One of the most basic tenets of evangelical Christianity is a strict interpretation of the Bible. For this reason, it is not surprising that many evangelical Christians are fundamentally opposed to divorce, as there are passages in the Bible that seem to prohibit the practice. Furthermore, the evangelical emphasis on morality and preserving the traditional family unit would seem to preclude divorce. However, over time, the overall position of evangelicals has softened, leading to conflict among different factions.
Based on the Biblical passages in Matthew and Corinthians, many evangelicals base their opposition to divorce upon several passages in the Matthew, in which the pharisees ask Jesus, "Is it lawful for a man to divorce his wife for any cause" (Matthew 19:3). Jesus answers that anyone who divorces his wife for reasons other than the wife's indecency commits adultery. Another biblical passage (1 Corinthians 7:15) states than a Christian is not obligated to stay with a non-Christian spouse, giving an evangelical who comes to find that his or her partner does not share their religious viewpoints justification for seeking a divorce.
Grounds for Divorce
For years, the main evangelical position on divorce -- based upon the aforementioned passages in the Bible -- was that it is only acceptable when one partner commits adultery. More recently, however, polls have shown that attitudes toward divorce among evangelicals have become more permissive. Modern Christian scholars such as David Instone-Brewer have stated that physical and emotional neglect, abandonment and abuse can all be biblically justified as grounds for divorce.
Statistics reflect the increasingly relaxed attitudes among evangelicals with regard to divorce. One of the most prominent groups when it comes to the issue of evangelicals and divorce is the evangelical Barna Group. The Barna Group has surveyed thousands of Americans over the years for its studies on faith and divorce, and all of its studies have revealed that Christians who identify as evangelical have some of the highest divorce rates, even compared to those who say they are not religious. Catholics and Lutherans have markedly lower divorce rates in the Barna Group's findings.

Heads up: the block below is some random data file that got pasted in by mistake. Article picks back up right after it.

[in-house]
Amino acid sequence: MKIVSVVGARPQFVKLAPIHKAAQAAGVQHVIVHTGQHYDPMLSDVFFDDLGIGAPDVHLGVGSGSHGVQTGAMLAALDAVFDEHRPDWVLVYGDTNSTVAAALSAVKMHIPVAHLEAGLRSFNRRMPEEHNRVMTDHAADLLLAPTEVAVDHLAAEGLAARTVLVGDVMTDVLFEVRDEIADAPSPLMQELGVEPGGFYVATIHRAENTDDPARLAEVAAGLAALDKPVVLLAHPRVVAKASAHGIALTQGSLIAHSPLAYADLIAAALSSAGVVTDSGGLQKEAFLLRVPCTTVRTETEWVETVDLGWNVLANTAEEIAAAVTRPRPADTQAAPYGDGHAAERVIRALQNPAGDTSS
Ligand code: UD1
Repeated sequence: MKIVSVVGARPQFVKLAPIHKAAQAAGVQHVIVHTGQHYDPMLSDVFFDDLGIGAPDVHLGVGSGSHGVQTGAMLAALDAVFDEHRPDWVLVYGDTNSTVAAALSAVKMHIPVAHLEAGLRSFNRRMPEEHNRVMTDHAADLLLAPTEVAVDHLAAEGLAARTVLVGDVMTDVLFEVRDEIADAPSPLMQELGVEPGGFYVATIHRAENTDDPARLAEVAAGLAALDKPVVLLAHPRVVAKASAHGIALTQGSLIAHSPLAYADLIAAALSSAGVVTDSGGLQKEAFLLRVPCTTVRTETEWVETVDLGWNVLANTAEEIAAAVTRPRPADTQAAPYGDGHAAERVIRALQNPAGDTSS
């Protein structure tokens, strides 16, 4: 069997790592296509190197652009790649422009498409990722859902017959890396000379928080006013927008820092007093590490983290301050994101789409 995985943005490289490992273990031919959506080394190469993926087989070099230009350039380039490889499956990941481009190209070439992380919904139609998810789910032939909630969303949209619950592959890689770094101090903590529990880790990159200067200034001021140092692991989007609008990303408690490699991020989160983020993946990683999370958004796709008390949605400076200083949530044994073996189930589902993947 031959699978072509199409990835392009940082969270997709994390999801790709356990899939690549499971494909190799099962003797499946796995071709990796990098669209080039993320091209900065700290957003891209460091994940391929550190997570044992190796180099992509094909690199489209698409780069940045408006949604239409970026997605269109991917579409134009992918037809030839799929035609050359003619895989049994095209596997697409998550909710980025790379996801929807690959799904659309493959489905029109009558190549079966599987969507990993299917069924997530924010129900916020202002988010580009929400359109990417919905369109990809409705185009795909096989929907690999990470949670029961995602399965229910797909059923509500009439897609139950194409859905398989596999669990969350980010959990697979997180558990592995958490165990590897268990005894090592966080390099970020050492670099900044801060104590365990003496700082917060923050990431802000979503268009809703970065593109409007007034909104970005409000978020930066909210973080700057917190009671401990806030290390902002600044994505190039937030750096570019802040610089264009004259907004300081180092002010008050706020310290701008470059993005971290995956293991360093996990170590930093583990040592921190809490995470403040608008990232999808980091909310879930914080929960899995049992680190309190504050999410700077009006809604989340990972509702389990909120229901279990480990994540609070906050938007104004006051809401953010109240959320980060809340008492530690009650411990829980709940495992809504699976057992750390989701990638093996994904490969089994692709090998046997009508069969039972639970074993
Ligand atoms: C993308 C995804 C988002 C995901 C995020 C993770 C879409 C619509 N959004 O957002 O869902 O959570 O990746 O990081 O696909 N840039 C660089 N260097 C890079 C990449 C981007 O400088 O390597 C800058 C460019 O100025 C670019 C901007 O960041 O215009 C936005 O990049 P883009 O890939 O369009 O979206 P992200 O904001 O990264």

Rising divorce rates among evangelicals has led to a rift among leadership. As evangelical author -- and director of Bellingham, Washington's Center for Evangelical Spirituality -- Gary Thompson writes, "A Christian who gets divorced puts their happiness before their devotion to Christ." He believes that modern evangelicals have taken acceptance too far, and that churches have become too tolerant of divorce. R. Albert Mohler Jr.'s essay "Divorce -- the Scandal of the Evangelical Conscience" posits that evangelicals have been so worried about so-called culture wars issues like abortion and gay marriage that divorce among their own has been largely ignored.
- Time: "An Evangelical Rethink on Divorce"
- The Christian Post: "Divorce - The Scandal of the Evangelical Conscience"
- USA Today: "Evangelicals Shift Toward Acceptance on Divorce"
- Dallas Morning News: "Dumbfounded by Divorce: Survey Inspires Debate Over Why Faith Isn't a Bigger Factor in Marriage"
- USA Today: "Christians question divorce rates of faithful"
- The Barna Group: New Marriage and Divorce Statistics Released
- Politics Daily: "Conservative Christians Tackle Divorce, the 'Other' Marriage Crisis"
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